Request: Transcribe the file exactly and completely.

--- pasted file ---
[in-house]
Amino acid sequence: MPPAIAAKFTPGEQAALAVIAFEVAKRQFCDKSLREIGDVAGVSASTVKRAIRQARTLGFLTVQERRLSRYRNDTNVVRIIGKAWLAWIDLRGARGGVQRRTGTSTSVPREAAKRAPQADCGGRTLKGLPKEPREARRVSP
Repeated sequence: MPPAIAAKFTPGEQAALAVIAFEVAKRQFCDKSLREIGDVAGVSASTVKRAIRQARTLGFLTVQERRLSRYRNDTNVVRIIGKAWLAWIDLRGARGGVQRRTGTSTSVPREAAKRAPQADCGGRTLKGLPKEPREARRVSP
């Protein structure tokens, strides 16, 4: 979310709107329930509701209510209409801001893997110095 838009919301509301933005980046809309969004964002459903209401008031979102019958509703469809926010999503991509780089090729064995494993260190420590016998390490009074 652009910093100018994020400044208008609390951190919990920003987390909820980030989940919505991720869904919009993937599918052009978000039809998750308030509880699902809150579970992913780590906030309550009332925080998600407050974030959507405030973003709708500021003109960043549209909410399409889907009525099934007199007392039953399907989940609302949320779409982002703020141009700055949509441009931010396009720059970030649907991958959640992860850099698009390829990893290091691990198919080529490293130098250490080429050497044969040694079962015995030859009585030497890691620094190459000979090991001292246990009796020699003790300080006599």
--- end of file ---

[in-house]
Amino acid sequence: MPPAIAAKFTPGEQAALAVIAFEVAKRQFCDKSLREIGDVAGVSASTVKRAIRQARTLGFLTVQERRLSRYRNDTNVVRIIGKAWLAWIDLRGARGGVQRRTGTSTSVPREAAKRAPQADCGGRTLKGLPKEPREARRVSP
Repeated sequence: MPPAIAAKFTPGEQAALAVIAFEVAKRQFCDKSLREIGDVAGVSASTVKRAIRQARTLGFLTVQERRLSRYRNDTNVVRIIGKAWLAWIDLRGARGGVQRRTGTSTSVPREAAKRAPQADCGGRTLKGLPKEPREARRVSP
């Protein structure tokens, strides 16, 4: 979310709107329930509701209510209409801001893997110095 838009919301509301933005980046809309969004964002459903209401008031979102019958509703469809926010999503991509780089090729064995494993260190420590016998390490009074 652009910093100018994020400044208008609390951190919990920003987390909820980030989940919505991720869904919009993937599918052009978000039809998750308030509880699902809150579970992913780590906030309550009332925080998600407050974030959507405030973003709708500021003109960043549209909410399409889907009525099934007199007392039953399907989940609302949320779409982002703020141009700055949509441009931010396009720059970030649907991958959640992860850099698009390829990893290091691990198919080529490293130098250490080429050497044969040694079962015995030859009585030497890691620094190459000979090991001292246990009796020699003790300080006599």